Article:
After reading a post by a fellow blogger entitled Tamara, Literally Out Loud and identifying completely, it occurred to me that I too had enough experiential fodder for a post on the subject of my name. What better way to celebrate my birthday than to share the story of my name?
I was born Veronica Monique. I always thought it sounded like the name of a princess or at least someone elegant and classy. I loved the way my Grandmother Yolanda said it best, with the Spanish accent. That always made it more fancy. However, feeling that it was too long a name for a little girl to learn how to spell, my parents instructed my kindergarten teacher to teach me how to write my nick name, Roni.
I should say that until the day Ms. Mazel showed me, no one had ever called me by my nickname, and all the while I was writing it at school, at home they still called me Veronica. The spelling of my nickname when you look at it so obviously comes directly from my name that it is easy to see that the intent had been to work up to my being able to spell my proper name, but the nickname stuck with all my friends. Everyone, once they really get to know me, calls me Roni, but they always seem to want to spell it Ronnie.
Middle school is where my name became an issue because that’s when note writing became a very big deal. Ronnie was a boy’s name, and I was a girl, I’d always insist as I repeatedly corrected the spelling of my name R-O-N-I. I even came up with my own slogan to help them remember: Roni, R-O-N-I. Short, sweet and to the point, like me.
Kids are cruel. Anyone who has been a kid knows this. As soon as the spelling of my nickname was driven home they got annoyingly cruel saying my name with the long O, like in macaroni or the worst Rice-A-Roni. That was one ad campaign that became a pain for me! I grew to quickly hate Bobby Brown with the 1989 release of Roni. There was one boy who thought he was being incredibly romantic by liking the Elvis Costello song Veronica, which happened to be released that same year. As it was a song about an old woman looking back at her life, not even sure if her name was Veronica, and I was a very young girl looking forward to my life, clearly aware of my own name, I was not impressed.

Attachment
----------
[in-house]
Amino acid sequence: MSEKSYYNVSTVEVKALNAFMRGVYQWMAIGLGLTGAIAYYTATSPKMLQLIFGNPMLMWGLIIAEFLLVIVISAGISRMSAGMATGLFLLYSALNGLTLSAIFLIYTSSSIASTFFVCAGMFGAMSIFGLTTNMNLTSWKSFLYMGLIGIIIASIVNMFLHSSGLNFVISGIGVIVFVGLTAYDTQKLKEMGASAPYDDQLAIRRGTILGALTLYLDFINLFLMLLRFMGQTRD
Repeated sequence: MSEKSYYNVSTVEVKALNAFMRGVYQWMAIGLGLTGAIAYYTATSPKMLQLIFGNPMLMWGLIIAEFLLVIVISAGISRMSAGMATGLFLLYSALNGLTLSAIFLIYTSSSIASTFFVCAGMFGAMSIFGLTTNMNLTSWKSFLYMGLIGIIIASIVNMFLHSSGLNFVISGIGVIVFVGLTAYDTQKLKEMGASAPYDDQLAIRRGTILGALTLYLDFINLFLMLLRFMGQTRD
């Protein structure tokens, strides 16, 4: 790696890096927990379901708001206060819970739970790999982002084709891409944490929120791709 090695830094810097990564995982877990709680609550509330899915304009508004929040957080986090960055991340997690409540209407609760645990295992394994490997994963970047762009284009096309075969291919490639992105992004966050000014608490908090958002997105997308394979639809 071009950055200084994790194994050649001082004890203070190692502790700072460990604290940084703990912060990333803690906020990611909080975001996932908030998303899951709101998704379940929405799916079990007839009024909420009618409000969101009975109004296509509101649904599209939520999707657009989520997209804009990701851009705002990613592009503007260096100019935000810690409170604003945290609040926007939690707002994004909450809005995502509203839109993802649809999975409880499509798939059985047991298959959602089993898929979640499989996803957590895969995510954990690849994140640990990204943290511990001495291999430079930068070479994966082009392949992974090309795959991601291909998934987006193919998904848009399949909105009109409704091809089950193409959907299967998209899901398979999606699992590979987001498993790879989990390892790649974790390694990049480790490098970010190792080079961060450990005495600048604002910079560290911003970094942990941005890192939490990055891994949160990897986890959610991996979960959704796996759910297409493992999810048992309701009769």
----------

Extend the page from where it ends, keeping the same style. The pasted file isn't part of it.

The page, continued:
In high school I tried to embrace my proper name more, though everyone still called me Roni. I wanted to know what my name meant, where it came from, that sort of thing. According to my mother I was named Veronica at my father’s suggestion. The way she tells the story she suspected it was the name of an old girlfriend, but my father assured her it was after the Archie character Veronica, producing the much loved comics to prove it. It would have been nice to say I was named after Veronica Lake, but as things go, being named after a popular fictional heiress isn’t so bad. My middle name was that of one of my mother’s high school friends.
In trying to embrace my name I wanted to know its etymological origins. According to one folk source Veronica is derived from the Latin vera meaning true and the Greek eikon meaning image. This lends itself to the legend of Saint Veronica, and the Veil of Veronica. Most sources trace my name to a version of Bernice. Just between us, I’m very glad my parents never considered that because I don’t know that I could have lived with the nickname Berni.
Other bits of interesting Veronica related information:
- The Veronicas is the name of one of my favorite rock bands from Australia.
- Veronica is the name of genus of plant that I think is quite pretty.
- Veronica was the name of the character played by Winona Ryder in the movie Heathers, and the name of a sorceress played by Monica Bellucci in The Sorcerer’s Apprentice.
- Veronica is the title and heroine of a novel by Nicholas Christopher that I like. (I have not read the other novel entitled Veronica by Mary Gaitskill, nor the children’s book Veronica by Roger DuVoisin.)
Is there any Veronica related trivia you think I should know about, or anything about your own name you’d like to share?